Watched the Leafs’ home opener last night; originally scheduled to be at a prenatal class, my plans changed when Spouse came down with a cold. Because of work thingys, I ended up getting home a little late, which was fine because we could PVR the game. It rocks skipping over commercials, and my timing was pretty awesome because I ended up catching up to real time right in the middle of the second intermission, so I could watch the end of the game with my virtual peeps at PPP.
From scanning the Interwebs earlier today, there seems to be a lot of angst out there about the opening ceremonies before last night’s game. Whatever, I zoomed over most of the malarkey before the game. Was happy to see the 48th Highlanders still a part of opening night tradition, and I stopped fast forwarding (that’s a verb, right?) when I got to the part with the water from all the ponds being collected and used to make the Leafs’ ice.
Say what you will; yes, it’s corny and cheesy, but I liked it. I liked that the whole ice surface got turned into water by the lighting effect. I liked it (among other reasons) because Spouse pointed out that water douses fire, and the Habs do that thing where Brian Gionta a much larger child skates around with the torch before a game, then touches it down at centre ice and sets the ice “aflame”. Water douses fire, as sure as paper beats rock. Eat it, Habs.
Thoughts about the game: Gunnarsson was bad. Schenn looked shaky at times, as did Beauchemin in the early going (though I thought Francois turned it around later in the game, with one notable exception I’ll talk about in a minute). Komisarek was awful. Kaberle was excellent, showing on a couple of smooth solo forays up the ice the apparently effortless way he can dart somehow calmly up ice past all (or at least most) defenders in a flash. Terrific. Phaneuf had a solid first game as Captain, I thought.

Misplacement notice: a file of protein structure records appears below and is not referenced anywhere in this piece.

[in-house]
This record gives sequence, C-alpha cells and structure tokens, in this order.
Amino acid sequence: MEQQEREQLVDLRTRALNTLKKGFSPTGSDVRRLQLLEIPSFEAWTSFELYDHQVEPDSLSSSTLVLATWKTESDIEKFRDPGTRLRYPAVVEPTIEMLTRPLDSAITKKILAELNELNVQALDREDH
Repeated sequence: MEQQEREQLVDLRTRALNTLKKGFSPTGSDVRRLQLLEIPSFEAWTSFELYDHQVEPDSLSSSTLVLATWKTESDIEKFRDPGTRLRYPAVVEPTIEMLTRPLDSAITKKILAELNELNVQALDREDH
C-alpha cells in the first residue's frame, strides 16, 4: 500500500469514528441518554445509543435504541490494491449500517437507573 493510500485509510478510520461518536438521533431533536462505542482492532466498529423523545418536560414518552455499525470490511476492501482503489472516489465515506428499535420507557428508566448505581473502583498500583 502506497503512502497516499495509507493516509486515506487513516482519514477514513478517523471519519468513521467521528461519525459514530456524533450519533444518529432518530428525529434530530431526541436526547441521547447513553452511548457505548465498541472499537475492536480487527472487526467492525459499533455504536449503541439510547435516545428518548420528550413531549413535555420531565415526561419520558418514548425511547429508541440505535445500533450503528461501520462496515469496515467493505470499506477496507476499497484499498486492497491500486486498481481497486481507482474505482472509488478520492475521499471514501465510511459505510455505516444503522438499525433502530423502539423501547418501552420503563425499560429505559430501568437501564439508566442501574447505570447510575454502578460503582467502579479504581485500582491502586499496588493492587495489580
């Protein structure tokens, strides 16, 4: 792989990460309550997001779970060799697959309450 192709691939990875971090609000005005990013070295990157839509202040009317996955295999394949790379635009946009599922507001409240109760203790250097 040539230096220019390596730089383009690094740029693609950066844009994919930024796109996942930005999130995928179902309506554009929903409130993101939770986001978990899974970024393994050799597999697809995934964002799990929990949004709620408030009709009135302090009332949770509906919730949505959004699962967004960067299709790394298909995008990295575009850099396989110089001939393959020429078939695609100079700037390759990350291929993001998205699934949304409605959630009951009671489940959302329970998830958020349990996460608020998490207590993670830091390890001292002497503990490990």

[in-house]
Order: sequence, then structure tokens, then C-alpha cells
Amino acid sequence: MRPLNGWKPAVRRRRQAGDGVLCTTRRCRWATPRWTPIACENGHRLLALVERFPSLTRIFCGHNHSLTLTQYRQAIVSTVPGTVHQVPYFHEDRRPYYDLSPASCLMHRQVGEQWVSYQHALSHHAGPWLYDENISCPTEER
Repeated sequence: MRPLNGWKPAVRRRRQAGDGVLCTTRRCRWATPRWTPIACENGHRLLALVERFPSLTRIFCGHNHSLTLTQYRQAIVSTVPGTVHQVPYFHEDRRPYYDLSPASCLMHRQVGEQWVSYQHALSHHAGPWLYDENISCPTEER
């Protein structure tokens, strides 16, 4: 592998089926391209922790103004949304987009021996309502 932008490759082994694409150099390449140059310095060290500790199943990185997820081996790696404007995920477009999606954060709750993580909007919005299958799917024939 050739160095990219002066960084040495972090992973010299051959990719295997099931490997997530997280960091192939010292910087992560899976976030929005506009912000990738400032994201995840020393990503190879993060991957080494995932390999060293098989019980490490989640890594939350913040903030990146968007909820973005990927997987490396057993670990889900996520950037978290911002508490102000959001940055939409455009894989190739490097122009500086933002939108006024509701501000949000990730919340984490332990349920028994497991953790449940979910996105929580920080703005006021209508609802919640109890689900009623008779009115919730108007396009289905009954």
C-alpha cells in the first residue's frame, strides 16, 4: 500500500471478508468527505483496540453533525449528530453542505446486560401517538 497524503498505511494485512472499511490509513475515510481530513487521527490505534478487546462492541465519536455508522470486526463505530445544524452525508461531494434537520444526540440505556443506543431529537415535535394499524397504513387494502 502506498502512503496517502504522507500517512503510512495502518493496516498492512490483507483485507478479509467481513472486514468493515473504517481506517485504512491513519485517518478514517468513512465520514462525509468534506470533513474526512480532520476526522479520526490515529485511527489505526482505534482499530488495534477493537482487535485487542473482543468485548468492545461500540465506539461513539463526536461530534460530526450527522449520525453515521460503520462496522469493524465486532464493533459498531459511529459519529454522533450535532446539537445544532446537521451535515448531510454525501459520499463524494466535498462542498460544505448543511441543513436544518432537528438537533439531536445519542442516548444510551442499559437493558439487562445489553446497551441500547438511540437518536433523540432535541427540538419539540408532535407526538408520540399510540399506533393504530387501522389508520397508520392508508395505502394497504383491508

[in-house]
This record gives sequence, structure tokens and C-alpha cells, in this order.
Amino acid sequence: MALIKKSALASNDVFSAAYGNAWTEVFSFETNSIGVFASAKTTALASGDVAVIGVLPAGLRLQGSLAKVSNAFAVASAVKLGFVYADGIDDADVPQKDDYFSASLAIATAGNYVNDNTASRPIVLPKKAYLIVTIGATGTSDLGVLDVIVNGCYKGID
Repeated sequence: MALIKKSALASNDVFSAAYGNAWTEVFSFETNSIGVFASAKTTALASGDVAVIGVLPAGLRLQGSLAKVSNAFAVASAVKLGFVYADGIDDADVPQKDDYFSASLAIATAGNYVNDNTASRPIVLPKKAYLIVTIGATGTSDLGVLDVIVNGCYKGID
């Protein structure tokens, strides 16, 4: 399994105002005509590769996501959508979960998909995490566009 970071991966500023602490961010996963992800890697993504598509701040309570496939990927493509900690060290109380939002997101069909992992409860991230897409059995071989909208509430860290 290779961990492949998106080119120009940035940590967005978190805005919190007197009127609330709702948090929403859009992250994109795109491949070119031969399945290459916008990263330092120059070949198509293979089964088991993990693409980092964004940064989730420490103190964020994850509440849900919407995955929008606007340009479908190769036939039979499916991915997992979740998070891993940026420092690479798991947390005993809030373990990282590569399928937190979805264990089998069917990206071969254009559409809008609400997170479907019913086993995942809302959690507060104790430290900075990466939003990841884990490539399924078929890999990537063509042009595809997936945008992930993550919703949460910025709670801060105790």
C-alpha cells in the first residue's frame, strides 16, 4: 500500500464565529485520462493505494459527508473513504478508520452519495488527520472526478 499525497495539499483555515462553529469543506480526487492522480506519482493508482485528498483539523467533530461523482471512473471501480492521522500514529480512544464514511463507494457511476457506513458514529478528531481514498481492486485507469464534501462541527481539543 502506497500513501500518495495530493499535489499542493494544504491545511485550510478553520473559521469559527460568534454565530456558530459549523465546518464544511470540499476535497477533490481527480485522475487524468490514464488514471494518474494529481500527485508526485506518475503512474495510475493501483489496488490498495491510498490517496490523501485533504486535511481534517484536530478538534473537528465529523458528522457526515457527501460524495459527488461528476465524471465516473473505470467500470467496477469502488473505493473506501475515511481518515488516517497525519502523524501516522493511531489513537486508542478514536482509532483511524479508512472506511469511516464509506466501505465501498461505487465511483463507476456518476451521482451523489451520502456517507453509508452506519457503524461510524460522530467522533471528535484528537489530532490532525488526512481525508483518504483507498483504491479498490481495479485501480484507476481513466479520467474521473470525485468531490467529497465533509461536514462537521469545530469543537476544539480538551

At forward, there was less that was remarkable. Nice to see Tim Brent notch a goal to start this season; it would be nice if that were some sort of omen about this mostly under-talented team adopting a lunchpail mentality and chipping in with a concerted effort to score by committee as and where it becomes necessary. Kessel looked very good and sincerely happy to be back playing games that count. Versteeg had some nice moments on the Power Play. Kulemin played a solid two-way game and continues to get better. Nice goal from Clark MacArthur; more worrisome was the somewhat underwhelming performance down the middle from Bozak and Grabovski, though neither made enormous glaring mistakes of any consequence.
More than anything, the story of that game was the steadiness of J.S. Giguere. The Leafs were up to their old tricks, taking a late penalty and then brutally brain-cramping in the closing minute of the game. Our defensive coverage for the final eighty or ninety seconds of that game looked as though it was planned as an homage to everybody’s carnival favourite, the Tilt-a-Whirl, with Leaf players orbiting one another, spinning and lurching around unevenly and generally making one feel nauseous. Francois Beauchemin in particular looked bad during this final sequence, weakly attempting to clear the puck at one point on a backhand to the right point that instead made the shallow carom off the boards and failed to clear the zone, setting the scene for one final frenetic scramble in front of Jiggy and a game-saving stop that mercifully prevented yet another Habs OT game. That stop – it had a reassuring and cathartic quality to it, as Bruce Arthur noted in his column today. Begone, ghost of Vesa Toskala.
One game, and one game only. Two points under the W column, and cue the chorus of clucking MSM journalists who take time out from their shrill blizzard of sage columns pedantically warning Leaf fans (unspecified, figurative, mostly non-existent outside of talk radio) not to obsess, despair and overreact about the future of Nazem Kadri, to write a shrill blizzard of sage columns pedantically warning Leaf fans (unspecified, figurative, mostly non-existent outside of talke radio) not to obsess, celebrate and overreact about a single win in an 82-game season.
Only one game, but I’m glad hockey is back.